Yoga is skill in action

One of the most quoted definitions of yoga is yoga is skill in action;. However, what does skill mean in the context of our yoga practice?

Many of us, when we first come to yoga, perhaps think of the idea of “skill in action” in the context of our practice of yoga postures on our mats. We interpret skill in a way akin to skill in sports: our ability to do the postures. However the term “yoga is skill in action” comes from the Bhagavad Gita, and yoga of the Bhagavad Gita makes no mention of the practice of postures…

The term “yoga is skill in action” comes from the Bhagavad Gita, and yoga of the Bhagavad Gita makes no mention of the practice of postures…

Yoga in life

The Bhagavad Gita is a text of great depth that can be viewed from many perspectives and one of the most prevalent is that it presents yoga for the ‘householder’.

From this perspective, yoga is a set of skills for all of us as we go out and about in the world doing our thing and facing our challenges: challenges at work, in our home lives, in our relationships, when we are alone with our worries and fears. In short, the Bhagavad Gita presents a yoga that informs our everyday attitudes and actions wherever we are and whatever we are doing.

Yoga is a set of skills for all of us as we go out and about in the world facing our challenges – at work, at home, in our relationships, when we are alone with our worries and fears.

When it comes to our everyday attitudes and actions there are three common patterns – patterns that are most definitely not skilful! – that we all find ourselves entangled in from time to time: 

  • We act from how we want things to be, rather than how they are – we let our attachments and our desires get in the way of how we see things and we act from a distorted view of the situation we find ourselves in.
  • We focus on the results of our actions – we have been culturally programmed to associate our success with getting the outcomes we aim for and our enjoyment comes from the results rather than the process.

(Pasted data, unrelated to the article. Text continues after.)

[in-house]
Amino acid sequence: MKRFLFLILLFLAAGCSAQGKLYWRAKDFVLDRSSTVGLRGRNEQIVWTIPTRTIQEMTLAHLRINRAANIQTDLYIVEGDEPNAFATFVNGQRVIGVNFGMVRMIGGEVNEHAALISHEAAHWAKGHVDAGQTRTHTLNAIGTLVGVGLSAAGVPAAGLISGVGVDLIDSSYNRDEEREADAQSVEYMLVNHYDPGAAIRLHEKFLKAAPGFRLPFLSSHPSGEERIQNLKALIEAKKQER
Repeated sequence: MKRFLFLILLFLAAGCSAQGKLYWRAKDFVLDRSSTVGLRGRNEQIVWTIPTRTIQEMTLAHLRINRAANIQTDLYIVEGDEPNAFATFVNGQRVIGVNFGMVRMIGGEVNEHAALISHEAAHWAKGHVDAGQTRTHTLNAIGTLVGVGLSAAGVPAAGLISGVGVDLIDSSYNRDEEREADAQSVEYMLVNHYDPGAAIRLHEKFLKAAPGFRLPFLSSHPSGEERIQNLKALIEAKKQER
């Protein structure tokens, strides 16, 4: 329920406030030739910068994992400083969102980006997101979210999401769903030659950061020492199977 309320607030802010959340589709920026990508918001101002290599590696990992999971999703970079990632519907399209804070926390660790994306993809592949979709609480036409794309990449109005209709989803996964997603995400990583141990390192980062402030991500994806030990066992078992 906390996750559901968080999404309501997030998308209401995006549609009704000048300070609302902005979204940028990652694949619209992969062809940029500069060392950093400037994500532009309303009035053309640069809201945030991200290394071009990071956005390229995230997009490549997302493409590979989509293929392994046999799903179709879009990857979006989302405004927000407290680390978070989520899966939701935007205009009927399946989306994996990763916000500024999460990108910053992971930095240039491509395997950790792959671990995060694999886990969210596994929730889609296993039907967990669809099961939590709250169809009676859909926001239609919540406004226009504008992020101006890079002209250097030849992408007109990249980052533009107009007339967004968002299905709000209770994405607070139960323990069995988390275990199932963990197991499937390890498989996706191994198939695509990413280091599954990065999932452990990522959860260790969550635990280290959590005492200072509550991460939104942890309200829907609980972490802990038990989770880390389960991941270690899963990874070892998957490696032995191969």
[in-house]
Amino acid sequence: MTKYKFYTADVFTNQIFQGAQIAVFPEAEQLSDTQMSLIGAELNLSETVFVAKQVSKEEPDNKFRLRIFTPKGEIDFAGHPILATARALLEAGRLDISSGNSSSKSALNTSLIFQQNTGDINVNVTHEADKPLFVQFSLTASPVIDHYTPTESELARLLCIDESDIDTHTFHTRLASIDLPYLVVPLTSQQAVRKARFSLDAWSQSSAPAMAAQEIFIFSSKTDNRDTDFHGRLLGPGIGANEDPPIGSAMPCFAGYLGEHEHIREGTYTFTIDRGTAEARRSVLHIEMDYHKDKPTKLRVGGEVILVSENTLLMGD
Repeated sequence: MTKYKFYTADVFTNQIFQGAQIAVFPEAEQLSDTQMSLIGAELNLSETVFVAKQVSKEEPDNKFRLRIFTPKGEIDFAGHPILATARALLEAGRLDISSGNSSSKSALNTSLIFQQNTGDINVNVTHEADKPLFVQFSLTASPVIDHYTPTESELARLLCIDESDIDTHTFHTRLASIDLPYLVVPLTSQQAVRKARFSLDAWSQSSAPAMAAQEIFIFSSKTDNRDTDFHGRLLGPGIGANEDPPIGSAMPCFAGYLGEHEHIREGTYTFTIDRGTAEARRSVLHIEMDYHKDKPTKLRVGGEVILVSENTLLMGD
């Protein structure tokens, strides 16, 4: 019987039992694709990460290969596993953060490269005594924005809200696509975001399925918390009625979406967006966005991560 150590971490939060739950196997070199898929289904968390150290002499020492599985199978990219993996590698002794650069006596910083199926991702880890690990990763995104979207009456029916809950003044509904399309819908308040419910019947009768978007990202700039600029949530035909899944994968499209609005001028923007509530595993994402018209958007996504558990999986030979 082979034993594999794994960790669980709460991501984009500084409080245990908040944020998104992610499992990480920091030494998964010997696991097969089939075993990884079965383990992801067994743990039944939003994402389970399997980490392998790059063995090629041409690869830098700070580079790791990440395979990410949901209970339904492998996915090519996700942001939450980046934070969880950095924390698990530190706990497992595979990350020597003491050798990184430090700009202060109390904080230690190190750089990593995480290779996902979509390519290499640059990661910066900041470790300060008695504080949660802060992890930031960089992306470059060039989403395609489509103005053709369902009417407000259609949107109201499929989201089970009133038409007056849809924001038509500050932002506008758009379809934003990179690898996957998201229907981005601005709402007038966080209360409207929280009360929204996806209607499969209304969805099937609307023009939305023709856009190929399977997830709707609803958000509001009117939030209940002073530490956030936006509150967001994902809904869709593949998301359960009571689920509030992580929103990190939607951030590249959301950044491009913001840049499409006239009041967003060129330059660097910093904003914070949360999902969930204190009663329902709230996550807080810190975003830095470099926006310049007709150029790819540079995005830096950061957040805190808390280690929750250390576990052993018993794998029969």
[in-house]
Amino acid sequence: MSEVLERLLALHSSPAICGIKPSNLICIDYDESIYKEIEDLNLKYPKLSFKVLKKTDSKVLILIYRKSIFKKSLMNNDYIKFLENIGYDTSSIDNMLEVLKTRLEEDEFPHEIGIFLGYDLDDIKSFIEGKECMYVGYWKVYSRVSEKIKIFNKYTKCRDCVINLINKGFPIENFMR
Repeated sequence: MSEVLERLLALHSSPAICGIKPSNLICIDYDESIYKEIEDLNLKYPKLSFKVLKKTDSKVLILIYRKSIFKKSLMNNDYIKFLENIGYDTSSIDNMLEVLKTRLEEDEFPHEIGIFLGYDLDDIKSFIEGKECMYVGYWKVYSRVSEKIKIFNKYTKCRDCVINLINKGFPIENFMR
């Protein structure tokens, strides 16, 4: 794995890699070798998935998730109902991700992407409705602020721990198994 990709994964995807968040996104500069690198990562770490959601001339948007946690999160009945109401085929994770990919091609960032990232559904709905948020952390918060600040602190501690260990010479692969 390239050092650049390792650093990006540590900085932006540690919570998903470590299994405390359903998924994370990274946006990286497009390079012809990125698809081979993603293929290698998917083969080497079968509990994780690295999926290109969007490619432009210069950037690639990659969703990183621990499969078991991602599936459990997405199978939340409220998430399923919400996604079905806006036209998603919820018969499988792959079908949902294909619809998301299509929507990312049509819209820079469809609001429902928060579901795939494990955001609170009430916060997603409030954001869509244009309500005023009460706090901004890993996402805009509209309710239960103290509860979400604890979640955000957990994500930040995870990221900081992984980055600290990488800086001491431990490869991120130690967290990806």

• We find it difficult to accept when things don’t pan out the way we envisage – we consider this as failure with all its negative connotations and we look around for someone to blame, or perhaps more commonly – we engage in a bout of self-flagellation.

Loosening the hold

The yoga of the Bhagavad Gita offers us a method to loosen ourselves from these patterns and to grow our ability in “skill in action”. The Bhagavad Gita breaks yoga down into three parts:

1. Jnana Yoga or the yoga of wisdom: growing our ability to see things as they are and to discriminate between what is real and what is not real.

2. Karma Yoga or the yoga of selfless service: growing our ability to go about and do our thing purely for the sake and joy of doing it and without getting attached to the outcomes.

3. Bhakti Yoga or the yoga of surrender: growing our ability to accept what comes and to surrender to the larger flow of things. 

Embodying yoga

Whilst the Bhagavad Gita makes no mention of the practice of postures, our modern practice of yoga on our mats provides an excellent training ground for growing our ability in these three parts to yoga. Because our practice does bring its challenges, each and every time we roll out our mats! In our practice time, we bring our attention inside, we take a close look at what we are doing and how we are being on our mat, and we start to explore the choices we have in attitude and action from moment to moment. 

As we become more adept in the yoga of the Bhagavad Gita we start to embody “skill in action” in deeply empowering ways. We start to face up to our challenges in a way that is effective, responsive and compassionate. 

We start to act from how things are as our vision gets clearer and less clouded by our attachments and desires…

Or in other words: we start to act from how things are as our vision gets clearer and less clouded by our attachments and desires; we start to respond to situations as they unfold rather than holding on to our preconceived fixed outcomes, and we show compassion for ourselves and for others whatever comes. This embodiment of “skill in action” is one of the precious fruits of yoga. 

EkhartYoga members

For a more detailed exploration of the topic above you can watch David Dodd’s talk: Skill in Action.

I explore effectiveness, compassion and responsiveness as skill in action and in the context of our yoga on our mats.

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EkhartYoga Written by one of the EkhartYoga staff or guest writers. A dedicated team of yoga teachers, yoga students, anatomy geeks, and recipe creators.